STILL IN DRAFT – latest update Nov 26, 2019
As part of the harness I am working on, I needed to construct a gorget. Most 15th century Milanese armour has a fairly large neck opening which is meant to accommodate a mail standard (mail neck defences) I would like to have the ability to use this as a combat harness, which means that I would like to have plate defences for my neck both from a “rules” point of view (because most armoured combat groups require rigid neck armour) and because I really like being able to use all of my limbs, and have taken a number of hits to my neck area which would have been concerning if I wasn’t generally armoured like a tank.
Wade Allen owns the nicest gorget I have handled (linked) so if I am going to use a non-period solution, I wanted to make the nicest one possible. Ironically, this type of armour could be seen as the ultimate development of milanese armour, since 17th century armour is very functional, with minimal fluting and integrates all of the components. To quote Wade and Mac (Robert Macpherson) “if you want to build a 17th century suit of armour, first build the gorget…”
Overall construction methodology
The last time I built one of these, I used very thin stainless steel and the collar roll was minimal, with a 1/16″ copper wire rolled in. The actual gorget is a “jelly roll” of material sufficient to engage a helmet (probably a close helm, possibly an armet) so it needs a fairly substantial roll to engage this. John Cope did the “jelly roll” and it took him a considerable amount of time and a lot of working hot to accomplish it. For this attempt I am working in 0.050″ (18 gauge) carbon steel for the upper section and 0.625″ (16 gauge) for the front main plate. The steel used is 1050, which has slightly too much carbon for the use (medieval carbon steels of this period centered around 1040) but is still fairly close to the medieval material. To get a thicker neck roll I am tucking a 1/8″ welding rod into the roll, which was a bit more involved that I was expecting, but seems to have worked out. Since I have now done this “roll” in a number of ways, I have settled on doing the hinge after the roll is complete and the plates are rounded (discussion below). In general I find that starting from the “inside” of a piece and working out is the easiest way to proceed, so the overall construction methodology will follow that approach. Note that in the list below, the bolded sections are a considerable part of the work, with the work being roughly broken between the top neck plate (with roll and hinge), shaping the back plate with its’ deceptively challenging anticlastic curves, and “all the rest” being the remaining third of the work. The overall construction methodology will thus be:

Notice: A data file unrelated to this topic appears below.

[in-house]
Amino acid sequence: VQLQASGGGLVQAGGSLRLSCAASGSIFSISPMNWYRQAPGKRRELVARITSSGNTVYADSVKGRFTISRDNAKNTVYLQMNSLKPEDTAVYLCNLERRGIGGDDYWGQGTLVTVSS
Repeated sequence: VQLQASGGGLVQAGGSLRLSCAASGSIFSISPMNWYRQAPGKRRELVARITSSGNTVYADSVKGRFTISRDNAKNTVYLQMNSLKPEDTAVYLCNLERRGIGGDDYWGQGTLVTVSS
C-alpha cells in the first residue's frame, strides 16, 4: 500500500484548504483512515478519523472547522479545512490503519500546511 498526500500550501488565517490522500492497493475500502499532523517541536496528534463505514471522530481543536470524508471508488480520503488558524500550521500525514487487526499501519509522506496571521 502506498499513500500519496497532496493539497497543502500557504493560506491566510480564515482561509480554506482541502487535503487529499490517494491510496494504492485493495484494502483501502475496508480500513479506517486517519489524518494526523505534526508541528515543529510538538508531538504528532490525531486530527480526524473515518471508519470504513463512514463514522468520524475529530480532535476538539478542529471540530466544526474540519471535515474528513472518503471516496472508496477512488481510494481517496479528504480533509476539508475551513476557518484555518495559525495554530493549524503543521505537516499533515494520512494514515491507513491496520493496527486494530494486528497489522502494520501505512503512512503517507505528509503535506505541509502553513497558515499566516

- Cutting the components
- Building the top neck plate
- Building the remaining neck plates
- Rough shaping of the back plate
- Rough shaping of the front plate
- Blending the components
- Building the top catch
- Installing the leathers
- Building the lower pivot and catch
I will not go into detail on cutting the components: I use a beverly shear to cut the pieces, and then flatten with a hammer on an anvil and deburr (clean up the sharp edges) with an autobody sander with 240 grit sandpaper. If you don’t have a sander, you may want to look into a “deburring wheel” for a grinder, since these are very soft / fine wheels that will not accidentally take a “bite” out of your work. The pattern (PDF) is linked below and includes the neck pattern (which is a big rectangle) for completeness.
Building the top neck plate
Overview of the top neck plate
As noted above, this part of the project is responsible for roughly 1/3 of the total effort in the piece, so expect that if you have done lots of armour before this will take a full day – more if you don’t have that experience.
For the top “ring” there are a number of interacting details that need to be remembered.
- The roll must be an outside roll, so the outside of the piece will not have a visible seam
- The front overlaps the back, and the roll is cut at a 30-45 degree angle to eliminate any seams that could be exploited
- the hinge is designed to open just enough to get your neck in, so the hinge joints are beveled – note that this means that if properly constructed, you cannot see daylight through the hinge
- As a result of the bevels, the back “roll” passes over the hinge, with an asymmetric joint on the hinge side
- On the non-hinge (catch) side the catch is positioned such that the catch is forward of the seam line – so the back plate must underlap forward of the centerline. this allows all of the lames to be in alignment with the seam joint in the upper ring